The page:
The Japanese serow is a deer that lives only in Japan. However, since it is an animal classified into the genus Antelope of the family Bovidae, it is actually an animal of the family Bovidae. The antelope, which was once called a “phantom animal,” is now known to the general public. It is also a very cute animal because it is curious and fond of humans. However, this antelope has been hunted and has been designated as an endangered species. It is a precious animal designated as a national “special natural monument” in 1955.
The Japanese serow is an endemic species that lives in Japan.
The Japanese serow has a total length of 100-110 cm and a weight of 30-40 kg. Japanese serows prefer to live in forest areas. It also inhabits highlands and lowlands, and rarely appears near the coastline. The Japanese serow is an animal with a gentle personality and rarely attacks humans. It is a diurnal animal and prefers to act alone. The Japanese serow is a very territorially conscious animal that rubs its inferior glands against tree branches and acts to insist on territory. It’s very similar to the sika deer, but it’s a different species. Sika deer tend to form herds, but Japanese serows do not.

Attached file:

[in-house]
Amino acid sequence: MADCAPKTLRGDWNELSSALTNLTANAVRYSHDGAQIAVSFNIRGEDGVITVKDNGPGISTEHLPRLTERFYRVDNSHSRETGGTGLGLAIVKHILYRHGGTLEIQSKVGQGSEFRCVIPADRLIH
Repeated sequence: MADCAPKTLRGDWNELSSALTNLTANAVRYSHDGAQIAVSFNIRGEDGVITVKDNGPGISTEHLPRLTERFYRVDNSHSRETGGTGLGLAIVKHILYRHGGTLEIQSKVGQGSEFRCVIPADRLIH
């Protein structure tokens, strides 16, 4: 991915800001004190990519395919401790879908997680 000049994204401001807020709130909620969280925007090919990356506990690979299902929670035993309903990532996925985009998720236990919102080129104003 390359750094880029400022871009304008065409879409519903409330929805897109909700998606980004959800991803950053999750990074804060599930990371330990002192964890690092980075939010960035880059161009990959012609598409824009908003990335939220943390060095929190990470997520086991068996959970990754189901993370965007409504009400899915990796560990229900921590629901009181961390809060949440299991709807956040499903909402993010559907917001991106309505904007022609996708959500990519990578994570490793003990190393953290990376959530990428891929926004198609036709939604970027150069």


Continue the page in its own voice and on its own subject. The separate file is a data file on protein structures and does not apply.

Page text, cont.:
The Japanese serow lives on leaves, fruits, and bark. The cultivated form is embryo. It breeds from October to November. It has a gestation period of 6 months or more and can give birth to one animal at a time. Newborn children live with their parents. However, the mortality rate of children is high, and the mortality rate within the first year of life is as high as 50%. It can’t keep up with hunting and harsh climate change and dies. It has a lifespan of about 15 years, but there are cases where it lived for 33 years in captivity.
The Japanese serow has been in demand as food meat since ancient times. Hunting has been practiced since ancient times, and the number of Japanese serows is declining. Only in the 1900s did the government embark on protection. It was designated as a natural monument in 1934 and as a special natural monument in 1955. Poaching was also banned. The Japanese serow is currently designated as an endangered species. In recent years, the population has begun to gradually recover.Buy 3 & Get 4th Item FREE! Get Auto Order Discount + 10% Cashback! FREE Shipping on All Orders. Deal Ends Soon!
The Japanese serow is a special natural monument and is not allowed to be bred individually. Therefore, please watch it at the zoo or go to Japan.